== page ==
Method 1 only works for very simple designs, with wide tracks. Method 2 requires a significant up front investment of money, which is only worth it if you make a lot of PCB’s, as opposed to the less than 10 I expect to be making each year. Method 3 requires a lot of work converting the printer up front, and from what I see online is still pretty involved, requiring an oven to cure the etch resist.

So this leaves Method 4, toner-transfer.

Since virtually all toner-transfer methods use a laser printer to print the layout, the question then becomes which paper to use. As Jeff Atwood once said, “when it comes to strip-mining an obsession, the Internet delivers”, and so it is with toner transfer methods. There are many articles dedicated to the subject, and everybody seems to have a different favorite type of paper. Initially I tried using the cheap advertisement flyer paper which is recommended by many sources. Now since I do not have a laser printer at home, I used the heavy duty office printer at work. Unfortunately, the paper was too thin for it and got stuck in some impossible to reach spot. Eventually I managed to remove it, but this was clearly not a good approach.

Other people achieved good results using inkjet photo paper, but there is a risk that the glossy layer will melt when used in a laserpinter, resulting in a Very Bad Day for the printer. I simply did not want to risk this with my boss’s printer, but I decided to try special glossy laserprinter photopaper instead. This gave a promising result:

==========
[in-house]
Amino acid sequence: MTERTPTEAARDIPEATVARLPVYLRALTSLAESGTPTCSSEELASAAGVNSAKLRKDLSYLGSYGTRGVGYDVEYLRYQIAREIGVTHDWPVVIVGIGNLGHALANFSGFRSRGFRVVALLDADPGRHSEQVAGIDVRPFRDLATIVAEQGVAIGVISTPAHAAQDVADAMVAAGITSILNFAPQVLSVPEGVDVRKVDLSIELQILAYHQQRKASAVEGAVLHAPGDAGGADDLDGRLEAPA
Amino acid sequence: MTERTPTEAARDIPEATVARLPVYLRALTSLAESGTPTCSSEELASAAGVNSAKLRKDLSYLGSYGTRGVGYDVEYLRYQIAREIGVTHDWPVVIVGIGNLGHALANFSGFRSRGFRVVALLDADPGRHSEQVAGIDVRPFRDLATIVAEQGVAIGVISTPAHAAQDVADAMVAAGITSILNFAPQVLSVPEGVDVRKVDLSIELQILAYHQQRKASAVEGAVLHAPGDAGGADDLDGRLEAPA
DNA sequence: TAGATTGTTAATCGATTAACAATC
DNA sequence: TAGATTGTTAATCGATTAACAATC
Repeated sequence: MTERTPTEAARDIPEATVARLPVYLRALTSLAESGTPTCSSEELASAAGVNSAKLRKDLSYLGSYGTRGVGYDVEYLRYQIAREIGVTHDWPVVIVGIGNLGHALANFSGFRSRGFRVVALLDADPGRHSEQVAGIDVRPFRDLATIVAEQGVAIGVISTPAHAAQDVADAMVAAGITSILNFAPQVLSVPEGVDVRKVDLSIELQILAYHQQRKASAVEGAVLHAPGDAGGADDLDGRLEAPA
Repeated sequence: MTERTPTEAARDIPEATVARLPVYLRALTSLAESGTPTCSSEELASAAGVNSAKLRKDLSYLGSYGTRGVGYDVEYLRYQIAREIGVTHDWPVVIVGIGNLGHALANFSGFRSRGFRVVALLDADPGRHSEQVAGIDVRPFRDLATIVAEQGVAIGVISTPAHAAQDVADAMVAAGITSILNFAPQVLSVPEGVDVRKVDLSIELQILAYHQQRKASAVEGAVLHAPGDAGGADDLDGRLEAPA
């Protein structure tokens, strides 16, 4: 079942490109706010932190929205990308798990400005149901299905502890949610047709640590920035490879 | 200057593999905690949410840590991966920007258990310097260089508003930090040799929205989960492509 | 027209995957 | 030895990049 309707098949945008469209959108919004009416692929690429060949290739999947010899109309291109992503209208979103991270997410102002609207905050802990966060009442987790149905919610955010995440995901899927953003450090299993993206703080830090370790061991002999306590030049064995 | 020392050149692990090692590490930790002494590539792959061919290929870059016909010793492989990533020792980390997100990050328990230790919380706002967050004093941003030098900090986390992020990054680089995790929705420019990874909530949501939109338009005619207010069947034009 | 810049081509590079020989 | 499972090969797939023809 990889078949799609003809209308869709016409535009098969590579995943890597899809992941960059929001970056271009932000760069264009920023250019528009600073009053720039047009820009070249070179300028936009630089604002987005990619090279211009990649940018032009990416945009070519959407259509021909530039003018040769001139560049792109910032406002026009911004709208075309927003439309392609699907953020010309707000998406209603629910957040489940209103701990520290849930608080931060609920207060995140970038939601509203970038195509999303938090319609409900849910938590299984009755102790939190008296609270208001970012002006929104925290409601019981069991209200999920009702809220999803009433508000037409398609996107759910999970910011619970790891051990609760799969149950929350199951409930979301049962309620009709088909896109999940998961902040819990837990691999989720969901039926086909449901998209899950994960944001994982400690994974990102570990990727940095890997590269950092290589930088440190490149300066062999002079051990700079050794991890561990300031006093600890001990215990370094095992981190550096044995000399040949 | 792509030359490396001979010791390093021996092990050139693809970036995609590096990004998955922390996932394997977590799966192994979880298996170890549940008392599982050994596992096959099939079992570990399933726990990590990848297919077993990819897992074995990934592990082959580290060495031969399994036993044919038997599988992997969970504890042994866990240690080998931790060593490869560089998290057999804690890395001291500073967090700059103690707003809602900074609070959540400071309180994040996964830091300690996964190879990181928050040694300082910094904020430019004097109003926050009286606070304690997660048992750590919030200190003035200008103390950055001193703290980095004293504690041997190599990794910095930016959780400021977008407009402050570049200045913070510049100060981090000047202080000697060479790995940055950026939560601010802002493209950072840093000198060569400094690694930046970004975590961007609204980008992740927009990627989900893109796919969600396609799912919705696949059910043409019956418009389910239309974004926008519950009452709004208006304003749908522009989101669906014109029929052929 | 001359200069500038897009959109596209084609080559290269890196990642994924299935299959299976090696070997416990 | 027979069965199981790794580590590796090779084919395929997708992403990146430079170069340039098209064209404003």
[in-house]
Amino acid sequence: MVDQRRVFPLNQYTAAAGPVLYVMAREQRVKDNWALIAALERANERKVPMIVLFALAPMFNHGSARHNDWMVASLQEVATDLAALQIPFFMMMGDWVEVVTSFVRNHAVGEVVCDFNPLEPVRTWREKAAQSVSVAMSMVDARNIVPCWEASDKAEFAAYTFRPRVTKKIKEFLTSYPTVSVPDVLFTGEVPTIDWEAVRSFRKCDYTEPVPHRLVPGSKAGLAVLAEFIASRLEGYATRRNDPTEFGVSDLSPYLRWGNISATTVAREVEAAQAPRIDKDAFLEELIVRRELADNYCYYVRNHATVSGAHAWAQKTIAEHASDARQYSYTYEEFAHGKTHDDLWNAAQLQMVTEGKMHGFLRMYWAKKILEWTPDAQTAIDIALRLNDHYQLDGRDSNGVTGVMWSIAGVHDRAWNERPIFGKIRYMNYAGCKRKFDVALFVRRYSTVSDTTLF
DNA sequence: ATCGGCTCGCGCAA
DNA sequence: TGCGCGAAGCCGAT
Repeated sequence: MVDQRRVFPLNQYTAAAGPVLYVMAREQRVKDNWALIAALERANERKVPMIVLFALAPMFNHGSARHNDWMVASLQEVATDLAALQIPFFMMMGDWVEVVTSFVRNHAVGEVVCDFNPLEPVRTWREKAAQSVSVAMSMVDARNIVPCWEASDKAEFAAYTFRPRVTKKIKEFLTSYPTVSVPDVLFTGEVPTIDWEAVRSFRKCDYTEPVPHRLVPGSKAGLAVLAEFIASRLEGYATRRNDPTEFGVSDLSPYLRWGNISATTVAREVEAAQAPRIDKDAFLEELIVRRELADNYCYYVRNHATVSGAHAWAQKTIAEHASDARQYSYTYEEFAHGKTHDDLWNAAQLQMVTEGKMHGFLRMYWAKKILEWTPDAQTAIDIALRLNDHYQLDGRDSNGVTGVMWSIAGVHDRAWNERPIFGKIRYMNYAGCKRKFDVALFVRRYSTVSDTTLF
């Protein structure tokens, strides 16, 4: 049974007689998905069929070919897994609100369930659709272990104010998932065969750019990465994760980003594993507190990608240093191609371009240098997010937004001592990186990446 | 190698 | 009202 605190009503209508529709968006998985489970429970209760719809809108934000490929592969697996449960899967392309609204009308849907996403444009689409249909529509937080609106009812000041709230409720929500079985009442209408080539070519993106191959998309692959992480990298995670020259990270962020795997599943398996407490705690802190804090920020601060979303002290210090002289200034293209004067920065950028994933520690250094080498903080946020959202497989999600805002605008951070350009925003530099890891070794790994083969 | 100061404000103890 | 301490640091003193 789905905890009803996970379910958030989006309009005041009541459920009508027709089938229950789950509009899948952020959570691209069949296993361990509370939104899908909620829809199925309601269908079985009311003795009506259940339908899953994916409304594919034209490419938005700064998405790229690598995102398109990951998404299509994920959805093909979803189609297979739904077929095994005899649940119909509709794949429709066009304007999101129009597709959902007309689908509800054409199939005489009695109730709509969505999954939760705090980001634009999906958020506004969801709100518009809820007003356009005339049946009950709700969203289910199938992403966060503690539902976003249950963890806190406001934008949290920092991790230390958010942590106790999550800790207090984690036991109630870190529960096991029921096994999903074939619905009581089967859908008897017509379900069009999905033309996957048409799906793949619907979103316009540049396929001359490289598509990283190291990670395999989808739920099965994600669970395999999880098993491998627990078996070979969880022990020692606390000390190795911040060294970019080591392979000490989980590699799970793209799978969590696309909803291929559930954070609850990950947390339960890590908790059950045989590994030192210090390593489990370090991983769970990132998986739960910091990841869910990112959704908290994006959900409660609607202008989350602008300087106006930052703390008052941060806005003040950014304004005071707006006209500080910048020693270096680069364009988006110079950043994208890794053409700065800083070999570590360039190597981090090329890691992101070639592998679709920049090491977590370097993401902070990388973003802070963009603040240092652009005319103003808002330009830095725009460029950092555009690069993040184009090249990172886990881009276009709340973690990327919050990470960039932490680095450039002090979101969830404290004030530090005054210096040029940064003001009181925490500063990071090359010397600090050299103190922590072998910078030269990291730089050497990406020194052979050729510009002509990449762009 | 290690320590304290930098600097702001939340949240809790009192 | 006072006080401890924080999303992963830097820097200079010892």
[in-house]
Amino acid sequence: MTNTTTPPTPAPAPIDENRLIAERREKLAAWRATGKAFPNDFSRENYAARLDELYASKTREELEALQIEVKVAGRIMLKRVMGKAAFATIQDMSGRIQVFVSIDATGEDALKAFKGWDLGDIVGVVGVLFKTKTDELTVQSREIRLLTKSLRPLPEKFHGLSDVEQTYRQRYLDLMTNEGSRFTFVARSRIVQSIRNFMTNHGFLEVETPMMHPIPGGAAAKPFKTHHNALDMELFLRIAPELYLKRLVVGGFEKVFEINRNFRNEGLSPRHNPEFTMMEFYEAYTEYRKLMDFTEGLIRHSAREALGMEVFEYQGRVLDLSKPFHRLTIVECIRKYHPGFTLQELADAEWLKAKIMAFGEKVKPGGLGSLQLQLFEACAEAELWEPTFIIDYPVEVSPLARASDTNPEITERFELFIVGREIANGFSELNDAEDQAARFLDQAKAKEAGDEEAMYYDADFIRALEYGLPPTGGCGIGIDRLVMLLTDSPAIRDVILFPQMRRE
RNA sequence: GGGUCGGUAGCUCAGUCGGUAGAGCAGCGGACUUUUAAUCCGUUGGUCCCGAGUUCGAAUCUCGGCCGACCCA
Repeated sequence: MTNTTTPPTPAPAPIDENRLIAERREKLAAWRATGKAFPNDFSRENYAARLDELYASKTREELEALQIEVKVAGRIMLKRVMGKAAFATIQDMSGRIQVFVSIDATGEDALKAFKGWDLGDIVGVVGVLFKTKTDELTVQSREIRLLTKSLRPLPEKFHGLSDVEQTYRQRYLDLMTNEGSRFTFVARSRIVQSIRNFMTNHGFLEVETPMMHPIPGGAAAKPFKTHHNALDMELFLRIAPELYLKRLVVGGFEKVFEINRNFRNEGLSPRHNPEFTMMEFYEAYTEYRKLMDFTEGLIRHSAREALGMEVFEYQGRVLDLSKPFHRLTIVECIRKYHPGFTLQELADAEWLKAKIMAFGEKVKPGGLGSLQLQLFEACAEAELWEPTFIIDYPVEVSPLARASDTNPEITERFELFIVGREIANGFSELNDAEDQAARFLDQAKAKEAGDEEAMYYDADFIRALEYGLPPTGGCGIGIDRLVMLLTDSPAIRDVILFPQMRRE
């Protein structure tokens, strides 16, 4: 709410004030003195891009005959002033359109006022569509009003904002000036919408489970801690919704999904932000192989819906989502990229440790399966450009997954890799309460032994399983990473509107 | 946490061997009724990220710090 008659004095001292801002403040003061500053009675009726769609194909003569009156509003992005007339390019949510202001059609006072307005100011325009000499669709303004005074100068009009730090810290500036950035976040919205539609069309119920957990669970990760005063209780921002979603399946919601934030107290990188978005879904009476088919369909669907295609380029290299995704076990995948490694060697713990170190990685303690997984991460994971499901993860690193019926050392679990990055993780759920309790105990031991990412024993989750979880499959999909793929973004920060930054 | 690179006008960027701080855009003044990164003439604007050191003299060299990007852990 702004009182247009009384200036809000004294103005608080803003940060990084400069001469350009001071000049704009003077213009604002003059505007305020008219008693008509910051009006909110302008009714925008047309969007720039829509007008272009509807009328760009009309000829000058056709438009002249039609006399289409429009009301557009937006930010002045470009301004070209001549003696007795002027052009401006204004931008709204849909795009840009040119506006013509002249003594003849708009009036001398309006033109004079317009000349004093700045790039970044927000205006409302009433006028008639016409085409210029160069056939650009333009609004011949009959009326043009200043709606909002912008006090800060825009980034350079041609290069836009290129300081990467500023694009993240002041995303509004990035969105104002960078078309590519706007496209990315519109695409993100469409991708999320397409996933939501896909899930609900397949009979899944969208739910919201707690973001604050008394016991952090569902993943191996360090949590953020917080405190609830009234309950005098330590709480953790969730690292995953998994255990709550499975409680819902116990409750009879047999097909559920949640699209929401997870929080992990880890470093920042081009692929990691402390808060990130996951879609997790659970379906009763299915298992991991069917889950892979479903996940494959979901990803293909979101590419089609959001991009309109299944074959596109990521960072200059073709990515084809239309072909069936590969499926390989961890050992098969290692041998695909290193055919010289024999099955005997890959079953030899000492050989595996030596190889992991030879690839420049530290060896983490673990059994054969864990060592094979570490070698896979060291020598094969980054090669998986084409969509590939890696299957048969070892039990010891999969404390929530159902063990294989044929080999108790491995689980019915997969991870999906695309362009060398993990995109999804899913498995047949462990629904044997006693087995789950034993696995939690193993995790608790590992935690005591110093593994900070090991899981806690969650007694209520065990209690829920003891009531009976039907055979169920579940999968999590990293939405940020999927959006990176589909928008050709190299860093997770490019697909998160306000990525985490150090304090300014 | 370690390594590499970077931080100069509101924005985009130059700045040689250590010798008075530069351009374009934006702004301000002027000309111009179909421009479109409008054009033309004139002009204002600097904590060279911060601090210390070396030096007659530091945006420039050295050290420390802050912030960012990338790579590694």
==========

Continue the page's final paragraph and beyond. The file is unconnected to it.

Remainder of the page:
The layout came out incredibly crisp, as expected, and I could actually feel the layer of toner sitting on top of the paper, which made me hopeful about the transfer process.

Here’s what I did to transfer the toner to the blank copper board:

  1. Clean the board using a gritty cleaning pad, water and a little detergent
  2. Clean the board even further using nail polish remover
  3. Heat up the clothing iron to its highest setting
  4. Pre-heat the board by simply letting the iron sit on top of the copper side for a minute or so
  5. Cut the printed layout to size
  6. Gently place the photopaper on top of the board, with the toner against the copper. IMPORTANT: You have only one chance to get this right! The paper sticks to the board immediately, and you cannot move it once it sticks without tearing it apart.
  7. Thorougly iron the paper. Don’t be shy, but apply a lot of pressure and iron until the paper starts turning brown. Use the tip of the iron put increased pressure on a small area.
  8. Drop the PCB/Paper combination in cold water, and let it soak for a while. How long depends on the paper used, but eventually it will come off without applying any force. It will almost slide off by itself, leaving the toner layout on the copper.

After going through this procedure it looked like this:

Now the PCB is ready for etching. You can use any etchant, but my personal choice is ammonia-persulphate. It’s not as nasty as, for example, ferrous oxide, and etches pretty quickly. After etching and trimming the PCB back to size (in the process of which I messed up one of the tracks), this was the result:

And after cleaning off the toner using nail polish remover, I was left with the following:

Not bad at all for a first attempt!

Next time, I’ll go into the details of populating the PCB and wiring everything up.